Economy, Not Drug War, Peña’s Main Challenge

Although some of the votes are being recounted to ensure that there were no irregularities, there is little question that Enrique Peña Nieto won the presidential election in Mexico this weekend. After twelve years, it marks the return to power of the country’s Institutional Revolutionary Party which ruled Mexico for more than seventy years in what was widely regarded as an authoritarian manner.

Peña’s win is hardly a repudiation of Mexican democracy however. It rather signals a desire for change than a reminiscence for the days of single party rule. As the third place finish of the incumbent liberal National Action Party showed, Mexican voters overwhelmingly desire a different economic and a different security policy.

Drug related violence in Mexico has increased dramatically during the last twelve years while economic growth has been lackluster. During the worst of the 2008-2009 financial crisis, the Mexican economy contracted by almost 10 percent.

Of the two issues, security and the economy, the former has captivated the attention of international news media. Much has been made of the potential consequences of a PRI government for the war on drugs and Mexico’s relations with the United States. American officials worry that Peña will turn a blind eye to the cartels due to public pressure. This is unlikely. He faces several constraints to his actions. Read more “Economy, Not Drug War, Peña’s Main Challenge”

Oil Dependence Puts Mexico’s Energy Security at Risk

Despite having been favored with considerable hydrocarbon resources, Mexico’s energy security is in a dire state. Years of a corporatist and clientelist regime under the Institutional Revolutionary Party consolidated various structural flaws, preventing state-owned company Petróleos Mexicanos or Pemex from being able to adapt to changes in the energy market and the difficulties in upstream activities.

Four main challenges characterize Mexico’s current energy security situation. Read more “Oil Dependence Puts Mexico’s Energy Security at Risk”

BRICS Expansion Could Produce G20 Minus Seven

In the last two decades, the linkages among nation states have deepened to an unprecedented level. In terms of commerce and finance, the world has recovered and surpassed the degree of interconnectedness that was achieved before the Great Depression. Moreover, new issues have emerged, creating new linkages, deepening the web that connects the international community and giving a much wider sense to the notion of globalization.

This has come at a price. As the 2008-2009 financial crisis demonstrated, the consequences of the actions of one state or one nonstate actor can resonate across the globe. The countries which are more likely to have a wider impact are, obviously, the most powerful ones.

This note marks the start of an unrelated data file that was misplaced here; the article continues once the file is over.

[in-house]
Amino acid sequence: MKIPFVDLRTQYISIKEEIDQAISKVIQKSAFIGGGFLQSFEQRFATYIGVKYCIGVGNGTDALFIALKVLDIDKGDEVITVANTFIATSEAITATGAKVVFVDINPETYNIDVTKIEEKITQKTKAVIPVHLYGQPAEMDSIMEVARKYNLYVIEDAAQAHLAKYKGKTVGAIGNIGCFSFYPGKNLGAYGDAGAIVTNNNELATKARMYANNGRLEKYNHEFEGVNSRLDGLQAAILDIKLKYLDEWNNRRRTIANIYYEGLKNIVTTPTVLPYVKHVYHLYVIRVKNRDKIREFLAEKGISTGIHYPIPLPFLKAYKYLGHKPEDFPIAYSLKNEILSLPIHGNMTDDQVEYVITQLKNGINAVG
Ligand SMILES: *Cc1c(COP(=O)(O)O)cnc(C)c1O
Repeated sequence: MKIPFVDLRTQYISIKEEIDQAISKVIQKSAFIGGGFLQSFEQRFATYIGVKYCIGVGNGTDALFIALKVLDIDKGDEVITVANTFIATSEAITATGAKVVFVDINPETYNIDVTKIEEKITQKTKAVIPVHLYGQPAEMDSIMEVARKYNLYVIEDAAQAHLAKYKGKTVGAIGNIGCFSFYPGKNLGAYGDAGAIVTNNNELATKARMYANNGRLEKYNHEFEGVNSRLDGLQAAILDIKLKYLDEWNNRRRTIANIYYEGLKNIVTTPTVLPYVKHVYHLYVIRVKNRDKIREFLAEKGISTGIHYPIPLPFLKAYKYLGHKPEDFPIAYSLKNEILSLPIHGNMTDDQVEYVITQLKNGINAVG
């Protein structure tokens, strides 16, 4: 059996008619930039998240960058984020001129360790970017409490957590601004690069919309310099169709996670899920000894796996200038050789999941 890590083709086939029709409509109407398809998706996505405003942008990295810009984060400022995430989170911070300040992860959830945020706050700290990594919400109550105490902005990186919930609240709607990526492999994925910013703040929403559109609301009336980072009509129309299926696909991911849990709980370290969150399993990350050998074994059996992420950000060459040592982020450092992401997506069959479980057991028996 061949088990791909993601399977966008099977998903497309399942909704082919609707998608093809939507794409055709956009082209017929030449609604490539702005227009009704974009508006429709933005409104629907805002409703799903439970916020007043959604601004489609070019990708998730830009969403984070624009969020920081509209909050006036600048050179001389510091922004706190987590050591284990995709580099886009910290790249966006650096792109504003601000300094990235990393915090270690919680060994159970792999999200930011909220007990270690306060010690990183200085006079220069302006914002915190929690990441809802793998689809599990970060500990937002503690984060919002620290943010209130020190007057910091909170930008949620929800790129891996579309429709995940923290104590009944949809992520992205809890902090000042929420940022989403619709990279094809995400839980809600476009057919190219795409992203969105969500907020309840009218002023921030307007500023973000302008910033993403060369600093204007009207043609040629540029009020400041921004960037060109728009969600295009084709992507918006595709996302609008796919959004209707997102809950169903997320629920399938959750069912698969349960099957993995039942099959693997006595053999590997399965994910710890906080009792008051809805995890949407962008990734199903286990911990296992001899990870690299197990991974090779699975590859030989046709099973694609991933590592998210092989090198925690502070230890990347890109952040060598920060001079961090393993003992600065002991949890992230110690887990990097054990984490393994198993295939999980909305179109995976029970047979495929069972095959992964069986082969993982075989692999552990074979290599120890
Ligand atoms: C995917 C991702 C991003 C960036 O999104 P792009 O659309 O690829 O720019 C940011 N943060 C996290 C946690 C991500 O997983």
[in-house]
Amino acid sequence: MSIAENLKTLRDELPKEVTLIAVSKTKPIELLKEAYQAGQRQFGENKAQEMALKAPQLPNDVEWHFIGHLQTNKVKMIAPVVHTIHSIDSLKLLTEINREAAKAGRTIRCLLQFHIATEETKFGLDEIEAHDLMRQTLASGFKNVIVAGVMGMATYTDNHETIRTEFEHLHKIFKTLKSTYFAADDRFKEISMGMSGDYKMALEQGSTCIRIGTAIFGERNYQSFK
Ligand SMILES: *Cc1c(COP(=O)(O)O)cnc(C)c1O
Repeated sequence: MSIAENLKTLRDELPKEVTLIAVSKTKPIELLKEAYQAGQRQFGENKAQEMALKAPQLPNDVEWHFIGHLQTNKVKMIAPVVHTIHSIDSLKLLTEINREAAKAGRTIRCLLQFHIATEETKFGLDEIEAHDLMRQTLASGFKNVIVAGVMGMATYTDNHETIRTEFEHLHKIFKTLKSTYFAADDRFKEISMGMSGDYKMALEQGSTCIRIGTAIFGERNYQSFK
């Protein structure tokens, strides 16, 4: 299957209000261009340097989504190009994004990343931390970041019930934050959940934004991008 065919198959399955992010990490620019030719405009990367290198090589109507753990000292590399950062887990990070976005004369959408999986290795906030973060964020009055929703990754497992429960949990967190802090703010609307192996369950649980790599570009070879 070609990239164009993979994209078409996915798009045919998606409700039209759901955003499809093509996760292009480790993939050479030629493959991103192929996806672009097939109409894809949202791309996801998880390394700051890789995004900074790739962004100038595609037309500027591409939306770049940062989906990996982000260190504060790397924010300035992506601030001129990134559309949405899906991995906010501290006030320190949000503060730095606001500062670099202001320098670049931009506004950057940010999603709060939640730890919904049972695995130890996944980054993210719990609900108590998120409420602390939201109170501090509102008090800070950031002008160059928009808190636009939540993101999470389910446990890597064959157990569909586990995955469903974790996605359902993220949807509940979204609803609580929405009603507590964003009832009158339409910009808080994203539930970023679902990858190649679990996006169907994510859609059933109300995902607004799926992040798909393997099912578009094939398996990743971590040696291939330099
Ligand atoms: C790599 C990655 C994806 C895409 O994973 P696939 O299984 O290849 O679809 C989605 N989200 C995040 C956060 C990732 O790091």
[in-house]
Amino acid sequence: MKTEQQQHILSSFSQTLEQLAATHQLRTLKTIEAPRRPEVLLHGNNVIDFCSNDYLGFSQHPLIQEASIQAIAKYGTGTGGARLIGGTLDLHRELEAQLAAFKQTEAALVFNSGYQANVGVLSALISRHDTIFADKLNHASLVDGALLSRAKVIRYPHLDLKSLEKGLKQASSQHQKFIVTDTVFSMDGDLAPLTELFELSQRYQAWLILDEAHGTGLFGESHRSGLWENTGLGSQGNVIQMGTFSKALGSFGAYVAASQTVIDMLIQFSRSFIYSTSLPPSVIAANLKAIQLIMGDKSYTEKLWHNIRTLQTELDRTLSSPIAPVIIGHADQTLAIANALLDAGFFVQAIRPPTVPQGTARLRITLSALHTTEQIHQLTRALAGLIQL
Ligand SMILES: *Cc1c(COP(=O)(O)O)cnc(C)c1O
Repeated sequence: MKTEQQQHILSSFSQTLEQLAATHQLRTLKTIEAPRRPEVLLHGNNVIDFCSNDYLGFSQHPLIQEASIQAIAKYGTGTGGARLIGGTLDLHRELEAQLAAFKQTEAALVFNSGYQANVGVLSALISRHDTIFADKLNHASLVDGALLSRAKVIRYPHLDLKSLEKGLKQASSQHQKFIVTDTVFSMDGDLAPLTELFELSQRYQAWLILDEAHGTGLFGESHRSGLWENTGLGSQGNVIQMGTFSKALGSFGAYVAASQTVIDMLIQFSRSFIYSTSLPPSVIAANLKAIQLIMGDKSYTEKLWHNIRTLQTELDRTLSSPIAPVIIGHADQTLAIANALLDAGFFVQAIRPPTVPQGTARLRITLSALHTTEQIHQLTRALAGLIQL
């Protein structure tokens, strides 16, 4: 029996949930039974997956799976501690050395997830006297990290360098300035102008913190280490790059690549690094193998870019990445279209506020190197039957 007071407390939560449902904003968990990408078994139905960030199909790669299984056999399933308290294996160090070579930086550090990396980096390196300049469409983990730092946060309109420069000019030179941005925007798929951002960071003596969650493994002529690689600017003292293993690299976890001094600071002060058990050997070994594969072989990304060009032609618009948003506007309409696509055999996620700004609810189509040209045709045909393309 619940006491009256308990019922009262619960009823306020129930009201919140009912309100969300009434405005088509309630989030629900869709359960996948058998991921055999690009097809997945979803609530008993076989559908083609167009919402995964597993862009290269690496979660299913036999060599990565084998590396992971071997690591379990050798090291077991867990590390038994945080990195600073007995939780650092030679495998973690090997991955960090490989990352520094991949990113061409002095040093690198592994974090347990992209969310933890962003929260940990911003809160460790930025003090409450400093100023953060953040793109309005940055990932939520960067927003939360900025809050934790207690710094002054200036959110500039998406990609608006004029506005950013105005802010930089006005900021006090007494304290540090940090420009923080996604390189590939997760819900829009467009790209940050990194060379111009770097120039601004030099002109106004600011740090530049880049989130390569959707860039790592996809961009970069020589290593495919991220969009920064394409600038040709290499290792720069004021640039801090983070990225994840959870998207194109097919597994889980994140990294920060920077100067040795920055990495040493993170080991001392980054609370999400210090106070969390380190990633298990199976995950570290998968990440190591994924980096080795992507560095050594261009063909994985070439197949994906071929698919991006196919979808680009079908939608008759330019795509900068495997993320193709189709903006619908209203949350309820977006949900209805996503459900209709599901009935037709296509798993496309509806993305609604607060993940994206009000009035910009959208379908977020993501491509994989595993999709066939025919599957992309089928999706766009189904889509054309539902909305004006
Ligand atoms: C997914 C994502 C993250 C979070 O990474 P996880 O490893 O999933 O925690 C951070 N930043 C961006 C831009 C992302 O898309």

It is in this context that the rise of a number of nations has caused both interest and alarm. Among them, Brazil, Russia, India and China are regarded as the emerging powers. Their growing power has enabled them to present the most credible challenge to the hegemony and legitimacy to run world affairs which the United States and their Western allies enjoyed after the Cold War.

The BRICs know it. Their leaders regularly meet to announce their agreement on certain issues and to let the world know that they can act in unison. By doing so, they increase their own power as well as the legitimacy of the group, helping them to provide an alternative forum to all states, including, if not especially, those that are not well regarded in the West.

One thing to note is that the BRICs are all developing countries when comparing their gross domestic product per capita levels with those of the Western powers. This characteristic and their growing international legitimacy has led them to become representatives of the interests of the developing world in certain negotiations with developed nations.

As a group, the BRICs have advanced the notion of reforming the current international system to give more say to the developing world. Among the most important demands are expansion of the United Nations Security Council and an increased voting shares for developing nations in the World Bank.

In the area of global commerce, the BRICs have demanded a decrease of trade barriers. With respect to climate change and efforts by the West to reduce green emissions, the BRICs argue that the current environmental problems are the largely consequence of the industrialized world’s actions and that they have no right to stop others from developing.